"It's her roommates," Asterion said. "Jude mentioned they'd gone missing."
Guilt struck me, sudden and woozy, and I leaned heavily back against the chair. I'd forgotten about Beth's roommates, forgotten they'd gone missing in the wake of Beth's death. Part of me had assumed they'd reappeared again or had moved on to a different apartment or neighborhood.
"Have they been found?" I asked, voice thin.
"Not for certain. However, I returned to my post at the Seven Veils this week to discover Birsha had…new women available," Asterion said carefully, reaching up to scuff one of his broad golden horns in obvious discomfort. "Human girls. Absolutely not there of their own volition."
I sucked in a rough breath. The table was laid out with a king's feast of breakfast foods, and not a bite of it looked appetizing at the moment.
"Jude provided me with enough details to assume I'd come across the missing roommates," Asterion said.
Nireas took his own seat on my other side, and both he and Hunter offered their hands. I latched on gratefully.
"What about Margaret? She wasn't living alone either."
"We have someone keeping an eye on her own roommates. It's difficult to…protect women of their profession, but we're doing what we can," Asterion said. "Margaret was killed on the street. Whoever is acting for Birsha must not have been able to snatch the girls at the same time."
"This is the best evidence we have yet of Birsha's responsibility in Beth and Margaret's deaths," Hunter said.
"Was there any doubt?" I asked, frowning.
"Little," Asterion said, shrugging. "But it would hardly serve us to focus an attack on Birsha and his business if the culprit weren't connected. He's no easy foe to challenge."
"And how do we challenge him?" I asked.
Asterion's brow furrowed, and he glanced between Hunter and me. "Those discussions are still in progress. And while I don't doubt your determination to see Birsha and his accomplice brought to justice, the battle wouldn't be a safe place for a human woman."
I blinked at him, my answer ready on my lips, when I stopped myself. Hunter shifted in my direction, and I turned to him, caught his smile and the squeeze of his fingers around mine. I didn't have to keep the secret. Not if I didn't want to.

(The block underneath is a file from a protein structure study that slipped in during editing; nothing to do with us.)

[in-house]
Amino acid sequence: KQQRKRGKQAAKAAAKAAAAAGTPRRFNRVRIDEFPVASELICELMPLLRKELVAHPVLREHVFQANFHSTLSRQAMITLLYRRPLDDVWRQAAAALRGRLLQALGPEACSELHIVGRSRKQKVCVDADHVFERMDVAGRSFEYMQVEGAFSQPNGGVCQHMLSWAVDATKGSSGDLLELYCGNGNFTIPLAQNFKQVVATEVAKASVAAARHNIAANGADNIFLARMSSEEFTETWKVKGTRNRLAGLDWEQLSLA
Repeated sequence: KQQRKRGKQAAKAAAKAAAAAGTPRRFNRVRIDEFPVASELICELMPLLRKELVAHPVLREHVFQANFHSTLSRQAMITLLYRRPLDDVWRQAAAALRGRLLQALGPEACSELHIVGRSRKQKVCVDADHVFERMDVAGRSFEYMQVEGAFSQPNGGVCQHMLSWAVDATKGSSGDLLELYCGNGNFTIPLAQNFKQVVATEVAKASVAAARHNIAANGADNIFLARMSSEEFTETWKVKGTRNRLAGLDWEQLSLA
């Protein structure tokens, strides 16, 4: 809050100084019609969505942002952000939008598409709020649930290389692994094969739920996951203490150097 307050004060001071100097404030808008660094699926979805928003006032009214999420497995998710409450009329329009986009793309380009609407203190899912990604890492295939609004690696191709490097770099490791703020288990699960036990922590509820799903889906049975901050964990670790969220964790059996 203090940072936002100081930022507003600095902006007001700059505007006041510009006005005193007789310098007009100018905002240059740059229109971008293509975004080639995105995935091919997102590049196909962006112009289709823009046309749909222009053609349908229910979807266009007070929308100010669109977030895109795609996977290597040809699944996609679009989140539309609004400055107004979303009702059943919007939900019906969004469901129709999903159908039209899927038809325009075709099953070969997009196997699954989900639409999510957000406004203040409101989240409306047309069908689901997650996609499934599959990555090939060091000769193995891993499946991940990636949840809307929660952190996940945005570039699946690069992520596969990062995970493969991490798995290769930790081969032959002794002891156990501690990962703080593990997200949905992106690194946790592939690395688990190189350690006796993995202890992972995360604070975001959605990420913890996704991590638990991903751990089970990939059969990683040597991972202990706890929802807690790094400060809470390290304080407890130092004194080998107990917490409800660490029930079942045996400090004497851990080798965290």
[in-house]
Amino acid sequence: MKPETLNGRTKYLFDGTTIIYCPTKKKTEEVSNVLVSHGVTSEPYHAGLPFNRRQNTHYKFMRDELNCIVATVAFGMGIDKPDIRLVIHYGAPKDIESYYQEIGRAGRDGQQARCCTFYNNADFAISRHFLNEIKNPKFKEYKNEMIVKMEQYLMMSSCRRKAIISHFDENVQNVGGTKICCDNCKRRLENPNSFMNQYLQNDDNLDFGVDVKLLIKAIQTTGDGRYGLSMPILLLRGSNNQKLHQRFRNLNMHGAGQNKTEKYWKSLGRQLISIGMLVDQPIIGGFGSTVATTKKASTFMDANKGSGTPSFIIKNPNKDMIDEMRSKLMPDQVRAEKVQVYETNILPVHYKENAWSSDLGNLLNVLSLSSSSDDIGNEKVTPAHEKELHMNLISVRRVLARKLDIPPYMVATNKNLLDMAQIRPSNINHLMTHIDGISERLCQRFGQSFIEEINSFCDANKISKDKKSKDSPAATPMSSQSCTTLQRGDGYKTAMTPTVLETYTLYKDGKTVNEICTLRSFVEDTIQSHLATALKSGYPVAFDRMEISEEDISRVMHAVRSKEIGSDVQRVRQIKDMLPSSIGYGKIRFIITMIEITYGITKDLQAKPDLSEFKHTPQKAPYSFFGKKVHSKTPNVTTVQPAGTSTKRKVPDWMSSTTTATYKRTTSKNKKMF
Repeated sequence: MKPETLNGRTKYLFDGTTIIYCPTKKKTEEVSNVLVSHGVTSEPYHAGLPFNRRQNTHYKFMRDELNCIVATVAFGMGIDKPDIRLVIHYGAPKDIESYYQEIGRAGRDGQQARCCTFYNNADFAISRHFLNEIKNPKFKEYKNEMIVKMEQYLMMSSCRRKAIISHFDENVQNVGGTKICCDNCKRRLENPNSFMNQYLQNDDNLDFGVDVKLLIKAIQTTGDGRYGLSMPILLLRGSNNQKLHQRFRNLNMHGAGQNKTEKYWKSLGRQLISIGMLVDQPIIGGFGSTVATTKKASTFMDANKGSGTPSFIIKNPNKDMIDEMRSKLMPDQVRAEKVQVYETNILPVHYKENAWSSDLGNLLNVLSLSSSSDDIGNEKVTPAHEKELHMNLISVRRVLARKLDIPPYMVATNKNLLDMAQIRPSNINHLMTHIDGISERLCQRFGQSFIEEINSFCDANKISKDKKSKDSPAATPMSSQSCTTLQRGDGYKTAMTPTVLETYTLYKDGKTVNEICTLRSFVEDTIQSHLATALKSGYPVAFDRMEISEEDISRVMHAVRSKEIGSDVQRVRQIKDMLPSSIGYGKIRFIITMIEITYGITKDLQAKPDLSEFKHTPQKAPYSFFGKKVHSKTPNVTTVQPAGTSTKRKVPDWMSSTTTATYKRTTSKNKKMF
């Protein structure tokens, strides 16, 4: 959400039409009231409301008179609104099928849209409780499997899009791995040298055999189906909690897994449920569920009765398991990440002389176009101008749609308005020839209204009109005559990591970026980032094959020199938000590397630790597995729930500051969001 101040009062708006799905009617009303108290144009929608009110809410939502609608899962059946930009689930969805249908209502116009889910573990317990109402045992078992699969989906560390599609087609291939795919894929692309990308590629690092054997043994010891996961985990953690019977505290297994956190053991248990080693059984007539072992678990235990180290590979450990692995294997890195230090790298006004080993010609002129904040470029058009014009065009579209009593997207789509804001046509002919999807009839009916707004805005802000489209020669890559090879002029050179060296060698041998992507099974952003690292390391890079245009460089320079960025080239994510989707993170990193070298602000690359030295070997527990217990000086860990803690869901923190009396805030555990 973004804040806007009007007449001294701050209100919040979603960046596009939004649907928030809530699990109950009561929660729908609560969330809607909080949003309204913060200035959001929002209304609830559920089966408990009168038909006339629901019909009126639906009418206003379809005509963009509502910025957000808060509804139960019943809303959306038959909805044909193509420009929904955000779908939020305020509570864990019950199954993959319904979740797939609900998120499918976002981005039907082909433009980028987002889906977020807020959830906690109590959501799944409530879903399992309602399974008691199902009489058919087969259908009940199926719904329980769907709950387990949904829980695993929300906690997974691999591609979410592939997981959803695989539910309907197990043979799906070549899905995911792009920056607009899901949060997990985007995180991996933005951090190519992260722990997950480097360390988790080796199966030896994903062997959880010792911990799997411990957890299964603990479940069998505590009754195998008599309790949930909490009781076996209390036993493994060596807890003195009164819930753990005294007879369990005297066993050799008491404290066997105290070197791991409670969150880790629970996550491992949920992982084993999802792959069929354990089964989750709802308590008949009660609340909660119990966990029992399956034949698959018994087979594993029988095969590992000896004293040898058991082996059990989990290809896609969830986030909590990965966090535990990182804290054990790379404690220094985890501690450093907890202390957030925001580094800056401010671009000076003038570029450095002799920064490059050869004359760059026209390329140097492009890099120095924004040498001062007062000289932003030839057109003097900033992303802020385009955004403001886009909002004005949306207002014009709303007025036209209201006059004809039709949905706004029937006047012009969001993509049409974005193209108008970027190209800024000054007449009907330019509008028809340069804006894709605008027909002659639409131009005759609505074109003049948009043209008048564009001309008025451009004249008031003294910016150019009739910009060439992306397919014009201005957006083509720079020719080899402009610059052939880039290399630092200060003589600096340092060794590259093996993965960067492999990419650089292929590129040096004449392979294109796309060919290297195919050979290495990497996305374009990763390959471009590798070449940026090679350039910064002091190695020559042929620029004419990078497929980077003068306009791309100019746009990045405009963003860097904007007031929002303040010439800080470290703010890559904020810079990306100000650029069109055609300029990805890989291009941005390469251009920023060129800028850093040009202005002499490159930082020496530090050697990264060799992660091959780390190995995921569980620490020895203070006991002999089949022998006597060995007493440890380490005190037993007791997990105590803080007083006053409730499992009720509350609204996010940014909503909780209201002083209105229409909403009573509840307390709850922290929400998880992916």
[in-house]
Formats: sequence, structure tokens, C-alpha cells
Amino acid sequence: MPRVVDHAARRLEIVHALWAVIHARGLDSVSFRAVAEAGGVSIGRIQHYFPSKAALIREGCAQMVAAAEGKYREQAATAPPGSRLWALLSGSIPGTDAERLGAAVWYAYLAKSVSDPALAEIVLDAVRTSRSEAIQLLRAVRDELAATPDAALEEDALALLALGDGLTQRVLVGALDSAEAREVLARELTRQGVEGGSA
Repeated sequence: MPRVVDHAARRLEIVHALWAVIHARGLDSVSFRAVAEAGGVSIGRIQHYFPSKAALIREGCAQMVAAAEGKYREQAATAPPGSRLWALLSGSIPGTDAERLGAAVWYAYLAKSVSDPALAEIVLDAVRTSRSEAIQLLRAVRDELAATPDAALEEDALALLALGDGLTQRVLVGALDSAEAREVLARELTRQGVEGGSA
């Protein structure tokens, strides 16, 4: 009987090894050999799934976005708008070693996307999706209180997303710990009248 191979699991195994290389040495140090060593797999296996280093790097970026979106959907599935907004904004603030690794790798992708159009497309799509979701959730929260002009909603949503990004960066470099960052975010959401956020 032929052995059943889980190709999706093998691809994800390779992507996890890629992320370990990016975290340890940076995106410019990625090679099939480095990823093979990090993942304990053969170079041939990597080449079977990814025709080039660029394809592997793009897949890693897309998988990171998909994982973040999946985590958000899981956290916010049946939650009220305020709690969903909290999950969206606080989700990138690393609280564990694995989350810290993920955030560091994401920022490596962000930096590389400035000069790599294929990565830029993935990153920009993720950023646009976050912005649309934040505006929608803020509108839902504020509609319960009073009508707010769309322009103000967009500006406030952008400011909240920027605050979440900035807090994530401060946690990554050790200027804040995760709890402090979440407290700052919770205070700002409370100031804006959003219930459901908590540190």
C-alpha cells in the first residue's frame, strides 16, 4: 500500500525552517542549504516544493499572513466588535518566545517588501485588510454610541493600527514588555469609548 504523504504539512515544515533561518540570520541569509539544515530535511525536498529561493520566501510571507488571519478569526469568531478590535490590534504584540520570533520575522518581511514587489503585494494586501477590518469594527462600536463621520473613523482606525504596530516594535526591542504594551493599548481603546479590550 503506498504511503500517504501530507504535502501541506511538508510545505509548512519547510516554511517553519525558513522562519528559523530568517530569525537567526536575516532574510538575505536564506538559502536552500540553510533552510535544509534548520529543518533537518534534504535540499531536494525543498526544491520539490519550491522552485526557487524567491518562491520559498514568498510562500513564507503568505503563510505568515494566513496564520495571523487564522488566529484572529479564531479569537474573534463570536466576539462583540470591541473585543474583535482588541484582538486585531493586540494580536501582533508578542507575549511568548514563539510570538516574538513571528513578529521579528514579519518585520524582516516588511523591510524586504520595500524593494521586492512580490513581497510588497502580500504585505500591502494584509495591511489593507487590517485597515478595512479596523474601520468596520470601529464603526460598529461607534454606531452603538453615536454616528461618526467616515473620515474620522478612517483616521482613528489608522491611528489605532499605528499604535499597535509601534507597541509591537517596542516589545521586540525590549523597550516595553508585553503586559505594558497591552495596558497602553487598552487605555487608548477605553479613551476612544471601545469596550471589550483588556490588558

"I'm not human," I said, and the truth came awkwardly to my tongue, so rare and so long held back. I turned back to Asterion. "Not entirely. And anyway, human women might not be strong enough to fight monsters face to face, but I'm sure girls like Alexa and Evie and me would like to be of some use. We're as much a part of your world now as you are."
I hadn't considered it before, but it was true. I'd spent eight years thinking I existed in some in-between place, not allowed to belong to the world of monsters, incapable of continuing to be entirely human. The knowledge of monsters, the nights and days spent in their company, made us every bit as much a member of their community, whether they wanted to believe it or not.
"She has a warrior's heart," Asterion said to Hunter.
My orc grunted, drawing my eye. His gaze was warm, lips curved, and his thumb stroked gently over the back of my hand. "Actually, she has two warriors' hearts in her possession."
I flushed warm, melting into the chair as Hunter lifted my hand to his lips, kissing my skin and drawing a shiver through me as his tongue flicked out to taste.
"Consider it three," Nireas murmured, squeezing my hand. "But, Hazel, it doesn't make me less reluctant to have you involved."
"He's right," Hunter said. "Whatever role you take, your safety will be my first priority."
I wanted to argue but suspected there would be little chance of success, especially at the moment. I turned back to Asterion instead. "Can anything be done for Beth's roommates?"
Asterion grimaced, baring his blunt teeth briefly. "Not enough thus far, but I'm in talks with a few acquaintances to try and come up with a plan."
"We still need Asterion to remain under Birsha's nose without arousing suspicion," Hunter said.
Asterion let out a huffing grunt, nostrils flaring. "He's saying that as much as I'd wish to, I can't carry all of Birsha's wares out the front door without losing my head in the process. But I've been doing my best to bring in more sympathetic clients who might be able to help."
He didn't look proud. It wasn't enough. But it was something for those men and women and monsters Birsha had his grip on. I offered Asterion a gentle smile and a dip of my head.
"Some rescues take more time. It doesn't make you less of a hero," I said.
Asterion's cheeks flushed, and he turned his eye toward the front windows, another flustered huff puffing from his nose. "Thank you, Miss Nix," he grumbled.